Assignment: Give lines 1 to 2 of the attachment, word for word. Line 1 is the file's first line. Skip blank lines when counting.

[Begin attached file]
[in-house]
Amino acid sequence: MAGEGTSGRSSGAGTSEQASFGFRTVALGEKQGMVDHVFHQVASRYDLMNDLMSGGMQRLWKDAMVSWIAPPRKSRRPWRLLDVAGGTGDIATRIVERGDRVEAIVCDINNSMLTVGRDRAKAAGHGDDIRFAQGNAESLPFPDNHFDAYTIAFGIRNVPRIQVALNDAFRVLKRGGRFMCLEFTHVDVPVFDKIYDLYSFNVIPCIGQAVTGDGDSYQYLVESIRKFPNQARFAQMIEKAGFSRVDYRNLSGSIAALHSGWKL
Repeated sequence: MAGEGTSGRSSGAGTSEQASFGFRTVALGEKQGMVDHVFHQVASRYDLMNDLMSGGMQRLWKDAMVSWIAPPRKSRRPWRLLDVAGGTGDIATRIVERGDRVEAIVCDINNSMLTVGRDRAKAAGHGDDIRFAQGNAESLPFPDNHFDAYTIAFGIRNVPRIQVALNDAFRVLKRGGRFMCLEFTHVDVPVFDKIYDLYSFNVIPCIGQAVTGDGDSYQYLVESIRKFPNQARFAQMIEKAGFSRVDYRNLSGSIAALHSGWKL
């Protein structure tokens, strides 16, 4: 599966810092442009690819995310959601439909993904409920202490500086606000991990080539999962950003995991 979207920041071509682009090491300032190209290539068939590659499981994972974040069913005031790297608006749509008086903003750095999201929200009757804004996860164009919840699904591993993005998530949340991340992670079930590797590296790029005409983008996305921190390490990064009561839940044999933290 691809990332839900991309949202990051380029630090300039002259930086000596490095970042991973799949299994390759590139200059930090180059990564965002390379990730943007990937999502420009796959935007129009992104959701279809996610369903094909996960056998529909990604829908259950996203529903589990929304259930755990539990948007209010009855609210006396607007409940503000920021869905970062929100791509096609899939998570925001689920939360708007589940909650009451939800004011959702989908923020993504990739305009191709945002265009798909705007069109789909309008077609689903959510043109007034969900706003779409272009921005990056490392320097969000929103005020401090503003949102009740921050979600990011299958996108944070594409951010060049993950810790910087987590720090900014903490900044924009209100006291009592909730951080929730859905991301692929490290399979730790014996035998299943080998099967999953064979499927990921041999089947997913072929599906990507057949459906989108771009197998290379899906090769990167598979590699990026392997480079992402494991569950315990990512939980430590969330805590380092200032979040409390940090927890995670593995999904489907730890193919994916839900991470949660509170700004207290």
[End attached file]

[in-house]
Amino acid sequence: MAGEGTSGRSSGAGTSEQASFGFRTVALGEKQGMVDHVFHQVASRYDLMNDLMSGGMQRLWKDAMVSWIAPPRKSRRPWRLLDVAGGTGDIATRIVERGDRVEAIVCDINNSMLTVGRDRAKAAGHGDDIRFAQGNAESLPFPDNHFDAYTIAFGIRNVPRIQVALNDAFRVLKRGGRFMCLEFTHVDVPVFDKIYDLYSFNVIPCIGQAVTGDGDSYQYLVESIRKFPNQARFAQMIEKAGFSRVDYRNLSGSIAALHSGWKL